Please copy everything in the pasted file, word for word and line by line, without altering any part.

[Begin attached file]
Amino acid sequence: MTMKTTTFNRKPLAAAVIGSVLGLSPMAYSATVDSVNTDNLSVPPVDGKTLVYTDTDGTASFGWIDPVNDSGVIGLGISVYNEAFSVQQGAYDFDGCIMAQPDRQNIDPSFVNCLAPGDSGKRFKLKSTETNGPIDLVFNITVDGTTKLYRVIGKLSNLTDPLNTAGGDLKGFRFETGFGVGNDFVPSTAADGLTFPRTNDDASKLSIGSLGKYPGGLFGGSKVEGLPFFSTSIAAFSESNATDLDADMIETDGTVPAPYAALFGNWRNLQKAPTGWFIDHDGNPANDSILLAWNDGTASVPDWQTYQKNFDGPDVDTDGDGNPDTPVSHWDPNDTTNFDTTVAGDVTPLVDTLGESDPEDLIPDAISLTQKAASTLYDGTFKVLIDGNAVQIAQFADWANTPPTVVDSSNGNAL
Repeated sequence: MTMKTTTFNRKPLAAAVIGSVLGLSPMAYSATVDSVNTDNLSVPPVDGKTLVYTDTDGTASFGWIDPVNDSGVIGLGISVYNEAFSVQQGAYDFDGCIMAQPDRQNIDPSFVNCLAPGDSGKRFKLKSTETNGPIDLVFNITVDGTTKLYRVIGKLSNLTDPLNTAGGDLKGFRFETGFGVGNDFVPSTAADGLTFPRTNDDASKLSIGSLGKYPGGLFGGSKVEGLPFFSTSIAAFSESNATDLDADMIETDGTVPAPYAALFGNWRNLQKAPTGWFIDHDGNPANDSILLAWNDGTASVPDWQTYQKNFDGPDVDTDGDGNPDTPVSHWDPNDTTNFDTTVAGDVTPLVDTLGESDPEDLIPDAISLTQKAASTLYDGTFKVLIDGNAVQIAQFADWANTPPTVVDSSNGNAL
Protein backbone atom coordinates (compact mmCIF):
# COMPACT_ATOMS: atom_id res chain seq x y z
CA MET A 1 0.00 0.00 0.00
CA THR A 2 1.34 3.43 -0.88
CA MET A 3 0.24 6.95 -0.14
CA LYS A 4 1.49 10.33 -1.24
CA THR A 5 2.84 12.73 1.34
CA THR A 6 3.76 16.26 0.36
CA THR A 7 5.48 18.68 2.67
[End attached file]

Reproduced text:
Amino acid sequence: MTMKTTTFNRKPLAAAVIGSVLGLSPMAYSATVDSVNTDNLSVPPVDGKTLVYTDTDGTASFGWIDPVNDSGVIGLGISVYNEAFSVQQGAYDFDGCIMAQPDRQNIDPSFVNCLAPGDSGKRFKLKSTETNGPIDLVFNITVDGTTKLYRVIGKLSNLTDPLNTAGGDLKGFRFETGFGVGNDFVPSTAADGLTFPRTNDDASKLSIGSLGKYPGGLFGGSKVEGLPFFSTSIAAFSESNATDLDADMIETDGTVPAPYAALFGNWRNLQKAPTGWFIDHDGNPANDSILLAWNDGTASVPDWQTYQKNFDGPDVDTDGDGNPDTPVSHWDPNDTTNFDTTVAGDVTPLVDTLGESDPEDLIPDAISLTQKAASTLYDGTFKVLIDGNAVQIAQFADWANTPPTVVDSSNGNAL
Repeated sequence: MTMKTTTFNRKPLAAAVIGSVLGLSPMAYSATVDSVNTDNLSVPPVDGKTLVYTDTDGTASFGWIDPVNDSGVIGLGISVYNEAFSVQQGAYDFDGCIMAQPDRQNIDPSFVNCLAPGDSGKRFKLKSTETNGPIDLVFNITVDGTTKLYRVIGKLSNLTDPLNTAGGDLKGFRFETGFGVGNDFVPSTAADGLTFPRTNDDASKLSIGSLGKYPGGLFGGSKVEGLPFFSTSIAAFSESNATDLDADMIETDGTVPAPYAALFGNWRNLQKAPTGWFIDHDGNPANDSILLAWNDGTASVPDWQTYQKNFDGPDVDTDGDGNPDTPVSHWDPNDTTNFDTTVAGDVTPLVDTLGESDPEDLIPDAISLTQKAASTLYDGTFKVLIDGNAVQIAQFADWANTPPTVVDSSNGNAL
Protein backbone atom coordinates (compact mmCIF):
# COMPACT_ATOMS: atom_id res chain seq x y z
CA MET A 1 0.00 0.00 0.00
CA THR A 2 1.34 3.43 -0.88
CA MET A 3 0.24 6.95 -0.14
CA LYS A 4 1.49 10.33 -1.24
CA THR A 5 2.84 12.73 1.34
CA THR A 6 3.76 16.26 0.36
CA THR A 7 5.48 18.68 2.67